1998 Houk Award Recipient




In recognition of his unsurpassed leadership in preventing lead poisoning, the Alliance to End Childhood Lead Poisoning and the Society for Occupational and Environmental Health are pleased to present the 1998 Houk Award to Dr. Landrigan. This award will be given to Dr. Landrigan at the start of the International Environmental and Occupational Health: Creating Global Linkages meeting October 18th at the Natcher Center in Bethesda, MD.

Philip J. Landrigan, MD, MSc is the Ethel H. Wise professor and Chair of the Department of Community and Preventive Medicine at the Mount Sinai School of Medicine in New York City. he is also a Professor of Pediatrics at Mount Sinai.

Dr. Landrigan obtained his medical degree from the Harvard Medical School in 1967. He interned at Cleveland Metropolitan General Hospital. He completed a residency in Pediatrics at the Children's Hospital Medical Center in Boston. He obtained a Master of Science in occupational medicine and a Diploma of Industrial Health from the University of London.

From 1970 to 1985, Dr. Landrigan was a commissioned officer in the United States Public Health Service. He served as an Epidemic Intelligency Service Officer and then as a Medical Epidemiologist with the Centers for Disease Control in Atlanta. In his years at CDC, Dr. Landrigan participated in epidemiologic studies of measles and rubella; directed research and he developed activities for the Global Smallpox Eradication Program; and established and directed the Environmental Hazards Program of the Bureau of Epidemiology. While with CDC, Dr. Landrigan also served for one year as a field epidemiologist in El Salvador and for another year in northern Nigeria. From 1979 to 1985, as Director of the Division of Surveillance, Hazard Evaluations and Field Studies of the National Institute for Occupational Safety and Health in Cincinnati, he directed the U.S. national program in occupational epidemiology.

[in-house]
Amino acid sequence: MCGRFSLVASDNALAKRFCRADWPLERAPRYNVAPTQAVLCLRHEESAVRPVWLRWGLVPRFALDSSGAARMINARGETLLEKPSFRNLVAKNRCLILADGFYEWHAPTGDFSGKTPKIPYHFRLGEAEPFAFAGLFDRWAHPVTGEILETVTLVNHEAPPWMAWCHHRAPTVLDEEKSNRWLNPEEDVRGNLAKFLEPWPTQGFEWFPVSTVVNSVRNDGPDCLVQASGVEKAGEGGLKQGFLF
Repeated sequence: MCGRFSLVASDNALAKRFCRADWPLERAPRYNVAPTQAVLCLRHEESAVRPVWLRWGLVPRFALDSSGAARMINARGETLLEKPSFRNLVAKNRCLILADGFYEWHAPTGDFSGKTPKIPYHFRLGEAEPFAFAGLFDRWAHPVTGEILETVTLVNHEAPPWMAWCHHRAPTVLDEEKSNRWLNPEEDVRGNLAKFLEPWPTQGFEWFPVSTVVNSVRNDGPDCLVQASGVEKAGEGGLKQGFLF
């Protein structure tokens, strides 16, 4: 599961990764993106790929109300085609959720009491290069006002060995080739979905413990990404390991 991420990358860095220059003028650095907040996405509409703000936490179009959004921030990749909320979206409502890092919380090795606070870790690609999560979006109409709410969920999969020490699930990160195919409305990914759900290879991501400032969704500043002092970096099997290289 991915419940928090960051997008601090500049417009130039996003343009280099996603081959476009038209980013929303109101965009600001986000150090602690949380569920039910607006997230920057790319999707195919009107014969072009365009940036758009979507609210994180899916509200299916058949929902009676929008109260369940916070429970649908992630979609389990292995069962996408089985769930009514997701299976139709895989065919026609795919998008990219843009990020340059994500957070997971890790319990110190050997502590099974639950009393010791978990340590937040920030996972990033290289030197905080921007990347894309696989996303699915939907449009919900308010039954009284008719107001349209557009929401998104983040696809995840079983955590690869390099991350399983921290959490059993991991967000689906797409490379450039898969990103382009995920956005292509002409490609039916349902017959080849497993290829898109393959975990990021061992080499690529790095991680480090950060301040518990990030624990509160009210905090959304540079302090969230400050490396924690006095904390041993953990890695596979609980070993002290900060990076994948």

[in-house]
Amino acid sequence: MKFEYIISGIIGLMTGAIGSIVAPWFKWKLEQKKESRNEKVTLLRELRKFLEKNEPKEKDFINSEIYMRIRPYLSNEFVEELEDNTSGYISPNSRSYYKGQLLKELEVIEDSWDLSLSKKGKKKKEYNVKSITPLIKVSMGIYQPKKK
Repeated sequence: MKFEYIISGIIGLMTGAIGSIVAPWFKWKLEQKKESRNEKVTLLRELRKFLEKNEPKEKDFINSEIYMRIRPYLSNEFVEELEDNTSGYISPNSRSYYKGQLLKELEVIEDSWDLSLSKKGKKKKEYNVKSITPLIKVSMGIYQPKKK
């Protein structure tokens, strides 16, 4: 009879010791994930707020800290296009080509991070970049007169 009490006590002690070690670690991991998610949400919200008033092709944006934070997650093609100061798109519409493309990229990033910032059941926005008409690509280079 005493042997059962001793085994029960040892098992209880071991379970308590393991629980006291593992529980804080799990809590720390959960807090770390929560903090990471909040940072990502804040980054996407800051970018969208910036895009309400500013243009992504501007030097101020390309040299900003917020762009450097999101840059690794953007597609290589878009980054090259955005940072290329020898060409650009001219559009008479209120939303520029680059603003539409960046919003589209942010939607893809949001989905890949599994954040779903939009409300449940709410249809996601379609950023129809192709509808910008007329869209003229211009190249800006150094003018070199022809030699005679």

Dr. Landrigan is a member of the Institute of Medicine of the National Academy of Sciences. He is Editor-in-Chief of the American Journal of Industrial Medicine and previously was Editor of Environmental Research. He has chaired committees at the National Academy of Sciences on Environmental Neurotoxicology and Pesticides in the Diets of Infants and Children. He is Chair of the Asbestos Advisory Board of the State of New York. In New York City, he served on the Mayor's Advisory Committee to Prevent Childhood Lead Paint Poisoning. He is Chair of the New York State Advisory Council on Lead Poisoning Prevention. From 1997-98, Dr. Landrigan served as senior Advisor to the Administrator of the U.S. Environmental Protection Agency on Children's Health and the Environment. He was responsible at EPA for establishing a new Office of Children's Health Protection.

Dr. Landrigan has been involved since the early 1970s in studying the epidemiology and toxicology of lead and he has been an advocate nationally and internationally against lead posoning. He is especially interested in delineating the subclinical effects of lead on the brain, the periphereal nervous system and the kidneys. Through his work, much of it undertaken in collaboration with Dr. Herbert Needleman, Dr. Landrigan has demonstrated that lead is toxic to children and to adults even at extremely low levels. Dr. Landrigan has contributed substantially to efforts to reduce the lead content of gasoline, of paint, and of consumer products, and he has contributed also to efforts to control lead poisoning in the workplace. Dr. Landrigan is greatly concerned at present about efforts to introduce neurotoxic manganese compounds to gasoline as substitutes for lead.







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